Restaurant Catering Series: Part 2 — Infrastructure Concerns
In our last post, we introduced the benefits and considerations of establishing a catering business. Now we will discuss infrastructure considerations. Having the right infrastructure is essential to creating the best experience for your customers. A catering business requires planning, organization, and an established kitchen flow.
How will your customers be able to place an order? Many restaurants use their website as a starting point for customers to place orders. Customers may go online where there is contact information including a phone number and email address so that customer catering orders are centralized. They should be able to easily discuss catering with a general manager or catering specialist in the restaurant as well.
What will be the level of catering services you will provide? There is a line where take out ends and catering begins. This line may start with the minimum number of people to serve per order or the minimum dollar amount. For larger parties, the catering may involve off-site preparation and set up. Smaller orders may only be delivered with minimal to no set up or simply picked up by the customer.
Establish expectations with customers. It is important to have a contract prepared between you and the customer; put in writing what the customer is expecting and how the order will be paid (check or credit card). For example, restaurants may require customers to put down a deposit. This will help your cash flow since food will need to be ordered ahead of time to prepare. Pricing, delivery services, and timing should all be defined in your contracts.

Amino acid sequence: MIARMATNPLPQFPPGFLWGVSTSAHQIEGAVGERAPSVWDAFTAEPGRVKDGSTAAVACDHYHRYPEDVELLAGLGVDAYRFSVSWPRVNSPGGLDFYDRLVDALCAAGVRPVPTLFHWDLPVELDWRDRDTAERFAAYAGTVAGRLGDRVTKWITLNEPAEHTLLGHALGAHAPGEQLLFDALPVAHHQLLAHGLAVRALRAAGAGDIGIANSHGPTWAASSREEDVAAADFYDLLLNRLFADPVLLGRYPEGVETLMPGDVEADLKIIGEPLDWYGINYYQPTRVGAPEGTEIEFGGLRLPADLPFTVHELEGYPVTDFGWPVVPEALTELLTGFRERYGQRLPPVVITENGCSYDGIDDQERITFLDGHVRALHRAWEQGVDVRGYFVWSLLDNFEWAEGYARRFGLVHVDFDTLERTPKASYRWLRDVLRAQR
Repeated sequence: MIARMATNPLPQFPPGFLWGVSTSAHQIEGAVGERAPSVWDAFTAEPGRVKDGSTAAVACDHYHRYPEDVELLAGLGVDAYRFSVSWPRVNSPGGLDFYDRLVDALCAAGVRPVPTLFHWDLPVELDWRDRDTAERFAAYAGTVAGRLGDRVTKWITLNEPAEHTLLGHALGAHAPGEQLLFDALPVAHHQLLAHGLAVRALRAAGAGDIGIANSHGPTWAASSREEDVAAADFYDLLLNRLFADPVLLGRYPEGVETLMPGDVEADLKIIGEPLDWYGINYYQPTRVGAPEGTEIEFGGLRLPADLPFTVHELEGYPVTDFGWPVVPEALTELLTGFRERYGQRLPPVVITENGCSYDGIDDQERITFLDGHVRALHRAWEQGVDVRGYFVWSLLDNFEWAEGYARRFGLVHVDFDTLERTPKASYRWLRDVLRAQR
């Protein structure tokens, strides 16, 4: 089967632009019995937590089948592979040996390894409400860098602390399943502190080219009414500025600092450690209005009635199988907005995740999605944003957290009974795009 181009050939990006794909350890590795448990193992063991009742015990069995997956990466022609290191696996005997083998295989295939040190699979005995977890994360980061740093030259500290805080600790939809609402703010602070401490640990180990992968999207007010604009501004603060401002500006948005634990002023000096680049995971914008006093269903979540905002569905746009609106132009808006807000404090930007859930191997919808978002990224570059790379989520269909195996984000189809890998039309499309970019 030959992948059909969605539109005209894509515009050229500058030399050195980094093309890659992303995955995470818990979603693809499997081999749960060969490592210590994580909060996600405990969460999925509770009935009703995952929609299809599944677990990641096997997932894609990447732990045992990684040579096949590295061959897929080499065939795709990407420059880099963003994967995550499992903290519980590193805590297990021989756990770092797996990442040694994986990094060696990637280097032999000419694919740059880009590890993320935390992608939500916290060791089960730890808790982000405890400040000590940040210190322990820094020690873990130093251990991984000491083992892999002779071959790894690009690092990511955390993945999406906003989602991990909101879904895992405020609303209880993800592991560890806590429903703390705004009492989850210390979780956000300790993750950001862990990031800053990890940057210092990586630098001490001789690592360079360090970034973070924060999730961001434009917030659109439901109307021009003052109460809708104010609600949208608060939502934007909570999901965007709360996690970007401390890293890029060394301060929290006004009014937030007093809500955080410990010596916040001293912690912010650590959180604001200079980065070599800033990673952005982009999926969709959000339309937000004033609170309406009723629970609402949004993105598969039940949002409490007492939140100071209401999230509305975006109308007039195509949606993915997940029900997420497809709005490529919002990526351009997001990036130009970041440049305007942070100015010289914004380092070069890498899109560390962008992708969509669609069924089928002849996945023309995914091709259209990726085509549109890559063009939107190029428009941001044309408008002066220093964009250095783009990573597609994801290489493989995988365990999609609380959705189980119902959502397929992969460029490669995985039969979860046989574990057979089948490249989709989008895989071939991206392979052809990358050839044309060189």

Organization is vital. The work flow and use of existing kitchen staff is essential in creating efficiencies for catering. Establish a timeline in which the catering starts with the customer contract through the preparation process to the delivery. For example, paper products and labeling can be done a day or so ahead of the event. Preparing for the next day’s catering should be a part of closing procedures for the restaurant. Also, let’s face it, customers change their minds! Your catering infrastructure should allow for flexibility as well. Many restaurants prepare lunch and dinner catering orders prior to when the lunch and dinner rushes occur in the restaurant. There should be employees for each shift from front of the house and back of the house that are in charge of catering. The use of existing kitchen staff will also provide increased margins and efficiencies.
Franchisee considerations. The guess work has probably been done for you! Most franchisors have catering policies in place as they know what works in their restaurants. Consult with your franchisor or other franchisees.
By having proper infrastructure in place, it will allow for your catering operations to be efficient for both you and the customer. It will also give the customer a more positive experience with your brand.